Tutorial :Computer Science problems that are still problematic [closed]


Aside from those mentioned in Wikipedia (Unsolved problems in computer science), what are other Computer Science problems that has yet to be solved?

I thought about asking this question because other great minds out there might not be aware that such problems exist.

(Set to community wiki; one CS problem per post please)

Those that are posted in Wikipedia are:


I still haven't figured out where the Any Key is.

Ok, in all seriousness (and in order to contribute something worthwhile) how about the problem of applying parallel computing to "serial" tasks? The theoretical limits of serial computation are being reached, whereas parallel computing has no theoretical limit. Applying parallel computing to serial problems is very difficult however. For example, a serial problem might require a series of calculations, with the results of each calculation in the series relying on the result of the previous calculation. How do you accomplish this task in a parallel manner?

This article illustrates things from a theoretical point of view and brings up the notion of speculative computing as a possible solution (with a neat point about human brains). This is a very new area, however, and solutions don't come easily.


Finding agreement on which programming language is used to solve what problems.


Natural language processing that actually works. Can't believe this hasn't been mentioned yet.


The Open Problem Garden has a small list you might be interested in:


Graph isomorphism.

Basically, most naturally occuring problems are either easy (P) or probably hard (NP). There were, if memory serves, 2 or 3 problems that fell "in-between". Primality was one, but that was recently proven to be in P. Graph Isomorphism is th eother.

Graph isomorphism is this question: Given G1 and G2, is G2 simply G1, but "relabelled"? Equivelantly, can we relabel G2 so that it is the exact same as G1?

Wiki articles! A general overview, and the article concerning the issue of its complexity class here.

Edit: I really have to remember to type ALL the words.


Dynamic optimality for splay trees.

Fix a set of queries into a binary search tree. ("Find node 6. Find node 13. Find node 42"...) Splay trees are statically optimal: if you create a fixed binary search tree and run the queries against it, it will run no more than a constant factor faster than running the queries against a splay tree.

This is somewhat comparing apples to oranges, since a splay tree is not a static tree. The open question is whether splay trees are dynamically optimal: is it within a constant factor of a tree that can modify itself during the queries?


ORM is the Vietnam of Computer Science -Ted Neward

Which is to say, it isn't solved to many peoples satisfaction.


Successfully winning against humans in the game of Go. Wiki Article about computers and go.


Binding UI elements to a database.

There are many miserable attempts out there and, though I hate to say it, .NET is probably the best one today. Just think about it: After literally 30 years, it's still a pain to build a simple editor for a person with several addresses.


An interesting thing here would be the definition of problem. A problem is simply room for improvement under given resources (and not proven to be unsolvable). so by this new definition we have a lot of problems in every field.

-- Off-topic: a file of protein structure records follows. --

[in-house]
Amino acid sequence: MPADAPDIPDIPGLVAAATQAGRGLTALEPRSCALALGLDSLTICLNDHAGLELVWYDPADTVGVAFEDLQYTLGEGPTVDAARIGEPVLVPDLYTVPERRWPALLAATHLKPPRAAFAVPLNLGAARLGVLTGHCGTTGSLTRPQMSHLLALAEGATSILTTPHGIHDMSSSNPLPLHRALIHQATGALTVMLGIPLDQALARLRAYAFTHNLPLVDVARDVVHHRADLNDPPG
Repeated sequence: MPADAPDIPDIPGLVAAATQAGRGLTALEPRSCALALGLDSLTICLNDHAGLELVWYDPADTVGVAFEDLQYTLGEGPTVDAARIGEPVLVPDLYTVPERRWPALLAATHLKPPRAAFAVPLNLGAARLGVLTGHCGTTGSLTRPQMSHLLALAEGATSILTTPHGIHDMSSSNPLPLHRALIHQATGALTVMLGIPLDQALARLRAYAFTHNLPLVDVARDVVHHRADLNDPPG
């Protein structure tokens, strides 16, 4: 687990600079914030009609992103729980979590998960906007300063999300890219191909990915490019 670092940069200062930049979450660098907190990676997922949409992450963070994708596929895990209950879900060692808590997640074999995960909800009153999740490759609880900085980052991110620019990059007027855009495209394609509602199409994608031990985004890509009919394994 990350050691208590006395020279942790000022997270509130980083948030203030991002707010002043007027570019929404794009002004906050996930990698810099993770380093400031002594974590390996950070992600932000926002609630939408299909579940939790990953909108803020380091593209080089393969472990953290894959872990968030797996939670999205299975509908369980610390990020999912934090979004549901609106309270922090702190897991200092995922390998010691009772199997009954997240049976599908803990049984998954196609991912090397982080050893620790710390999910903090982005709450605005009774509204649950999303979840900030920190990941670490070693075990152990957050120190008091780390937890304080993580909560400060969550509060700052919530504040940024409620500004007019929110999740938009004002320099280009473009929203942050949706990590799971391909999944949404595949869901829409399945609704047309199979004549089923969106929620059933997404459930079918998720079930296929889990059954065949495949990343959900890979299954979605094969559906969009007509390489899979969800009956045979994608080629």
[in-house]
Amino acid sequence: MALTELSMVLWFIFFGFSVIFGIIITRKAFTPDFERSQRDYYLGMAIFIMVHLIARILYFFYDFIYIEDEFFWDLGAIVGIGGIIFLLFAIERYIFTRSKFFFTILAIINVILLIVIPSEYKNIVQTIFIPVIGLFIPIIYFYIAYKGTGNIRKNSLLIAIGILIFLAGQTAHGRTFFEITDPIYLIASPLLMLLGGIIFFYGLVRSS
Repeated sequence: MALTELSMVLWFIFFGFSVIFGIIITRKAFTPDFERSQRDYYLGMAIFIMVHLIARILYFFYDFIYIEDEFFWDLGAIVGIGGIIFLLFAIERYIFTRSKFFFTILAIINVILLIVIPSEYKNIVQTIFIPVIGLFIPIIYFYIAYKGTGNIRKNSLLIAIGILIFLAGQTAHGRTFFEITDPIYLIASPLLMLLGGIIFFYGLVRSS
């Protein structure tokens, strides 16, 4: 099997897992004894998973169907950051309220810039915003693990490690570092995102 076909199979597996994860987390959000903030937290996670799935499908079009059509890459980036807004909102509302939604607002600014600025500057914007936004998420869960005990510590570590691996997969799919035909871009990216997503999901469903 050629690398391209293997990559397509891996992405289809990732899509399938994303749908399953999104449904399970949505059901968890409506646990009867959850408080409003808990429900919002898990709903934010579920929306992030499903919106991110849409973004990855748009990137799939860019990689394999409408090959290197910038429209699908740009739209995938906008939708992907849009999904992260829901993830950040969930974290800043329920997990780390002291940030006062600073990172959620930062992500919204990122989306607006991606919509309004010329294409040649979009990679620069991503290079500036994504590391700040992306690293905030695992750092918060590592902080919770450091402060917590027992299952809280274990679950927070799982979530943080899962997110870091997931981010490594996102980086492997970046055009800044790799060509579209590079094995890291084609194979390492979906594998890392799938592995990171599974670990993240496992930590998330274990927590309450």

A problem may be to improve a factorial complexity solution to exponential complexity solution. (If its not proved that it doesnt exit).


how to improve the NetFlix algorithm to the NEXT 10% :) (congratulations to The Ensemble!)


Note that the Church-Turing thesis is not actually, really a statement about mathematics. It is a statement about the physical world.

The closest you can come to a proof of it is something like "it is true under the standard model".

This isn't to say it couldn't be formalized to a larger extent, but the best you can hope for is to clarify specific assumptions about the physical world.


The traveling salesman problem i believe still remains unsolved.


Re-parsing the answers, I think I found the combining element of at least 2 previous answers is the problem of breaking the barrier between syntax and semantic. Which is the problem actually every programmer and computer scientist is working on. (Lately "semantic" is increasingly appearing as topic of whole CS-areas.) Most of the fields and topics we have opened up start with the promise to break this barrier. Up to now all of them sooner or later they reduced from "creating intelligence" to "intelligent algorithms".

AI is probably the research area where this has been most prominent, but in the end, many other people have been dreaming of what is basically a "Do what I mean"-button. (I could fit in the evolutionary algorithms, neural networks, and lately the semantic web-people in here.)The main hindrance being that everything a computer does is shifting bits.

I am probably spreading prejustice and foolery here, because for materialists this is not a fundamental problem, because shifting bits is probably all we are doing in the human brain. It simply might be a problem of complexity.

Well... I am not willing to start that discussion here, and besides syntax vs. semantics is a quite general topic. Spending too much time on this definitely keeps one from solving some of the more specific problems mentioned in other answers. Tackling these is much more effective but it helps to keep in mind that there are very fundamental barriers here, that we are not (yet) able to break through.


P =? NC would be my vote. Automatic manycore parallelization would be possible under P = NC, but it's believed that the two are different and hence there are P-complete problems that are hard to parallelize. Understanding which problems fall into this class is increasingly important.

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